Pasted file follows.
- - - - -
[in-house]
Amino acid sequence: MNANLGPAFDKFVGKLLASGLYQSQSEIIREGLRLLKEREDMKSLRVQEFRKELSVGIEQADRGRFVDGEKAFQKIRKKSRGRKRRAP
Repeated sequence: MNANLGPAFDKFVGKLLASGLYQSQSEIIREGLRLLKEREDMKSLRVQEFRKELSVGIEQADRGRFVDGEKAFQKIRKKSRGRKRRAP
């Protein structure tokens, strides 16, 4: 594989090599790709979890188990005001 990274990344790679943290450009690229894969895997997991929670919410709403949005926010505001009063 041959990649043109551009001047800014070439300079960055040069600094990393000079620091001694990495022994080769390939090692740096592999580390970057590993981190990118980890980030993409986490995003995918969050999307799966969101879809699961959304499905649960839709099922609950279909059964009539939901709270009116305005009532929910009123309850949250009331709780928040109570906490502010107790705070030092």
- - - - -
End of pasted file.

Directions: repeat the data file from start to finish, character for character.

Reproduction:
[in-house]
Amino acid sequence: MNANLGPAFDKFVGKLLASGLYQSQSEIIREGLRLLKEREDMKSLRVQEFRKELSVGIEQADRGRFVDGEKAFQKIRKKSRGRKRRAP
Repeated sequence: MNANLGPAFDKFVGKLLASGLYQSQSEIIREGLRLLKEREDMKSLRVQEFRKELSVGIEQADRGRFVDGEKAFQKIRKKSRGRKRRAP
């Protein structure tokens, strides 16, 4: 594989090599790709979890188990005001 990274990344790679943290450009690229894969895997997991929670919410709403949005926010505001009063 041959990649043109551009001047800014070439300079960055040069600094990393000079620091001694990495022994080769390939090692740096592999580390970057590993981190990118980890980030993409986490995003995918969050999307799966969101879809699961959304499905649960839709099922609950279909059964009539939901709270009116305005009532929910009123309850949250009331709780928040109570906490502010107790705070030092």